David Coleman: Yes, I think that age verification has several potential applications. And this trial, while it’s mainly focused on pornography, once we’ve established the success of that technology, that obviously can be used in other contexts as well. So things like gambling is one example. People use things like alcohol sales and so on. And the eSafety Commissioner has recommended that as well. She said that while the trial should be mainly focussed on pornography, that it should look at those other use-cases because once you’ve got the technology right, you can use it in a range of different situations. And it’s such an important issue because what the tech platforms will often say is, well, we have policies in place about protecting kids. But what they don’t tell you is, they don’t do a whole lot to actually identify whether people are kids in the first place. This is really the crux of the whole thing. You’ve got to establish, is that person a child? And if they’re a child, should they be seeing this content? And in the case of pornography, very clearly, the answer is no. And the technology is there, and we should use it. And interestingly, Peter, just four weeks ago, the UK has legislated to do this as well. They’ve legislated for age verification legislation, and we just think this shouldn’t be a Liberal thing or a Labor thing or really any political party thing. This is just a thing that I think pretty much every parent in Australia would support and we should get on with it and do it.

Peter Gleeson: It doesn’t make any sense at all. I just don’t get it, especially for an organisation like, or a political party like the Labor Party that’s sort of, very much about intervention in these sorts of things. What about terrorism? What about blatant violence, exploitation? Are there other issues that could be flagged in relation to content with this sort of scheme?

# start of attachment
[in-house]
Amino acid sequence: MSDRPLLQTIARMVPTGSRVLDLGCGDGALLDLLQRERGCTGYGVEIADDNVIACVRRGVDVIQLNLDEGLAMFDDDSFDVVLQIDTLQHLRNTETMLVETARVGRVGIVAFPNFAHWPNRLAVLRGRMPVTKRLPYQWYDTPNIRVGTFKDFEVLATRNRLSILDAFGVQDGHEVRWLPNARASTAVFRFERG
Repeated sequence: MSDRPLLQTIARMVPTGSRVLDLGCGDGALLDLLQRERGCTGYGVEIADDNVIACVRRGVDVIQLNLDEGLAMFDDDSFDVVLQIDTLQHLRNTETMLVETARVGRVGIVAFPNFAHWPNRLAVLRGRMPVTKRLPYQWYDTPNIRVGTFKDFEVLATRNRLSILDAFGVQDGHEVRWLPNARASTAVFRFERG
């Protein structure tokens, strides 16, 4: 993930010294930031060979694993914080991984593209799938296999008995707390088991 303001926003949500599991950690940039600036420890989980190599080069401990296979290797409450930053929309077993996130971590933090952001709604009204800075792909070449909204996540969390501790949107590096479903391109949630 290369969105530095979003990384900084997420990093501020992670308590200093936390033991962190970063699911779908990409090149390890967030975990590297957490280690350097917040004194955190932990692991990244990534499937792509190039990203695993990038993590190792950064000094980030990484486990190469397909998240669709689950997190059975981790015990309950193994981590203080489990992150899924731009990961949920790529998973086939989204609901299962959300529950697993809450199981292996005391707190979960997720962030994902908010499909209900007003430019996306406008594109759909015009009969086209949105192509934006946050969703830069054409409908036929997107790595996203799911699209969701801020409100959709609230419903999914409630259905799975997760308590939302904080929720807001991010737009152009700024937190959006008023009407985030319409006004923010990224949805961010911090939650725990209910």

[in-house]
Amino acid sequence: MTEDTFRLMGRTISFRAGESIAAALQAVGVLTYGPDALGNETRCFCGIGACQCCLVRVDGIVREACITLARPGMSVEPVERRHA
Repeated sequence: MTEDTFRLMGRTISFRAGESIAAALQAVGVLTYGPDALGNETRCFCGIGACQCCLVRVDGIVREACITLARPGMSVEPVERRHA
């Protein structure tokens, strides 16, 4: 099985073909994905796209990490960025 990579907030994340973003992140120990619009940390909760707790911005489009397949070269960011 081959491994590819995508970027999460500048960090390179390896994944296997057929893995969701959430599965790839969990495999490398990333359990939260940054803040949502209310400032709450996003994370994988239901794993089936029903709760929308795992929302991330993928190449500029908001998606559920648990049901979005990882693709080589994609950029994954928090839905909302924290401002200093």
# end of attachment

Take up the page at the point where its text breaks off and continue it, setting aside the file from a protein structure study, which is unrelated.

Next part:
David Coleman: Yeah, once you’ve got an age verification system in place, you can look at applying it in a whole range of settings. And obviously, as I said, pornography is the key one but there are others as well. I think this is an area where you’ve got to think the Prime Minister isn’t across this. In a sense, Peter, you almost hope he isn’t across it.

Peter Gleeson: Yeah, exactly.

David Coleman: If the PM is across this, in any degree, you’ve got to ask what’s going on. Yeah so, Peter Dutton said today, look what the Prime Minister really needs to do here is reign in his Minister. Call her in and say what’s going on here and reverse the Government’s position. If they do that, we will be the first to support them. This shouldn’t be some big political thing. This should just be a common sense thing. We do have legislation coming to the parliament on Monday to try to make this happen and we hope everyone gets behind it. But I think the PM really needs to involve himself here and get this sorted out.

Peter Gleeson: Well, it’s an admirable aim, David, but as we know with Anthony Albanese, he often isn’t across the detail, but surely, he should be across the detail on something as important as this. Just before we go, did you support the Optus CEO’s decision earlier in the week to resign after the massive outage that affected 10 million Australians a few weeks ago?

David Coleman: Look, I think it’s a very understandable decision. Obviously, Optus has had a couple of very serious issues in the past 12 months. And look, one of the things I’m quite concerned about with the Optus outage is that even when a network goes down, the 000 system, which is regulated by government, is supposed to still work. And that didn’t actually happen here. We know there’s at least 228 people who tried to call 000 who didn’t get through, and obviously that’s often in very serious situations. So, one of the things we really need to get to the bottom of here is why didn’t the government regulation and monitoring of that system work? We need to learn the lessons of that, and we need to make sure that, should there ever be another outage, that every single 000 call gets through, because those are often life and death phone calls. And unfortunately, they didn’t work in this case.

Peter Gleeson: David Coleman, really appreciate your time on 4BC drive.

David Coleman: Thanks, Peter.